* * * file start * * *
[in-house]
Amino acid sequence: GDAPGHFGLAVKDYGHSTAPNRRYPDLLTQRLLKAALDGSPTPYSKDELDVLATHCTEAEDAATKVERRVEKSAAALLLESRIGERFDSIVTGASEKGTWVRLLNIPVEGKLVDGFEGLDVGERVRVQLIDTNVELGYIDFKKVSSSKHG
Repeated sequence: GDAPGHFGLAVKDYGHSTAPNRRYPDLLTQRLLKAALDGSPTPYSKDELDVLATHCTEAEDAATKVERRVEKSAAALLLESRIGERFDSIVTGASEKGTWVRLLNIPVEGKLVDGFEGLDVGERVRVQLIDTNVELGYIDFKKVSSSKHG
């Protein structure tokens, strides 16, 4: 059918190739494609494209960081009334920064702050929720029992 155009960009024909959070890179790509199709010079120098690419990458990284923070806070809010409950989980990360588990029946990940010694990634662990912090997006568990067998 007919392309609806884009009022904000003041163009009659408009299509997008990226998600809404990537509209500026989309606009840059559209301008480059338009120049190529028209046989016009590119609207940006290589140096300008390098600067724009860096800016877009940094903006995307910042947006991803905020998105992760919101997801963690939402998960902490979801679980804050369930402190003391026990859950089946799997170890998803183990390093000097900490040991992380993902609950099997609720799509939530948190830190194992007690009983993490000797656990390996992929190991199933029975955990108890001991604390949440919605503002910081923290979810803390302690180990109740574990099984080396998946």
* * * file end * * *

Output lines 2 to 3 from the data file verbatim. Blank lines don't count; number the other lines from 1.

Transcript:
Amino acid sequence: GDAPGHFGLAVKDYGHSTAPNRRYPDLLTQRLLKAALDGSPTPYSKDELDVLATHCTEAEDAATKVERRVEKSAAALLLESRIGERFDSIVTGASEKGTWVRLLNIPVEGKLVDGFEGLDVGERVRVQLIDTNVELGYIDFKKVSSSKHG
Repeated sequence: GDAPGHFGLAVKDYGHSTAPNRRYPDLLTQRLLKAALDGSPTPYSKDELDVLATHCTEAEDAATKVERRVEKSAAALLLESRIGERFDSIVTGASEKGTWVRLLNIPVEGKLVDGFEGLDVGERVRVQLIDTNVELGYIDFKKVSSSKHG